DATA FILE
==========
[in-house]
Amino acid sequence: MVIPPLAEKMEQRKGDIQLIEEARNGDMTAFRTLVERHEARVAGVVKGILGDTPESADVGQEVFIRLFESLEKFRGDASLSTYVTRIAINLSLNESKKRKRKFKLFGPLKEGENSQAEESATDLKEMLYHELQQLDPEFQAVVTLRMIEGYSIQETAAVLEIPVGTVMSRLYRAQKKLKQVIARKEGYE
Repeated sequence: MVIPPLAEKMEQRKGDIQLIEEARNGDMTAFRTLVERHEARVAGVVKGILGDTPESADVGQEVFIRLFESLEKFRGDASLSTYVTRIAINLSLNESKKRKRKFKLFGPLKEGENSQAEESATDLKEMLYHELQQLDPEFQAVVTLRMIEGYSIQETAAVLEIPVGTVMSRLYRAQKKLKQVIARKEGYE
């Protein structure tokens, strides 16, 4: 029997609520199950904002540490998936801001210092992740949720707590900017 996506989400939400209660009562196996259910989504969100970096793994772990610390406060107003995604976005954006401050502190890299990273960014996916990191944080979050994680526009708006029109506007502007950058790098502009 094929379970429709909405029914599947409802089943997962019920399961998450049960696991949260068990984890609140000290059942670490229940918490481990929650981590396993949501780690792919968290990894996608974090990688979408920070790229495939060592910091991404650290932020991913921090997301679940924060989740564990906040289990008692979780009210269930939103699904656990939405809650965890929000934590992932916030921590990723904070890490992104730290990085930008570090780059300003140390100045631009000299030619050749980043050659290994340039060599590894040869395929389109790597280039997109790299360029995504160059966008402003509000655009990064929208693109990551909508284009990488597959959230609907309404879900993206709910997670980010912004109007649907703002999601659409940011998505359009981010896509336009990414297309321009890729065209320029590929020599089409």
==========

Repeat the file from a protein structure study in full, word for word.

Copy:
[in-house]
Amino acid sequence: MVIPPLAEKMEQRKGDIQLIEEARNGDMTAFRTLVERHEARVAGVVKGILGDTPESADVGQEVFIRLFESLEKFRGDASLSTYVTRIAINLSLNESKKRKRKFKLFGPLKEGENSQAEESATDLKEMLYHELQQLDPEFQAVVTLRMIEGYSIQETAAVLEIPVGTVMSRLYRAQKKLKQVIARKEGYE
Repeated sequence: MVIPPLAEKMEQRKGDIQLIEEARNGDMTAFRTLVERHEARVAGVVKGILGDTPESADVGQEVFIRLFESLEKFRGDASLSTYVTRIAINLSLNESKKRKRKFKLFGPLKEGENSQAEESATDLKEMLYHELQQLDPEFQAVVTLRMIEGYSIQETAAVLEIPVGTVMSRLYRAQKKLKQVIARKEGYE
């Protein structure tokens, strides 16, 4: 029997609520199950904002540490998936801001210092992740949720707590900017 996506989400939400209660009562196996259910989504969100970096793994772990610390406060107003995604976005954006401050502190890299990273960014996916990191944080979050994680526009708006029109506007502007950058790098502009 094929379970429709909405029914599947409802089943997962019920399961998450049960696991949260068990984890609140000290059942670490229940918490481990929650981590396993949501780690792919968290990894996608974090990688979408920070790229495939060592910091991404650290932020991913921090997301679940924060989740564990906040289990008692979780009210269930939103699904656990939405809650965890929000934590992932916030921590990723904070890490992104730290990085930008570090780059300003140390100045631009000299030619050749980043050659290994340039060599590894040869395929389109790597280039997109790299360029995504160059966008402003509000655009990064929208693109990551909508284009990488597959959230609907309404879900993206709910997670980010912004109007649907703002999601659409940011998505359009981010896509336009990414297309321009890729065209320029590929020599089409």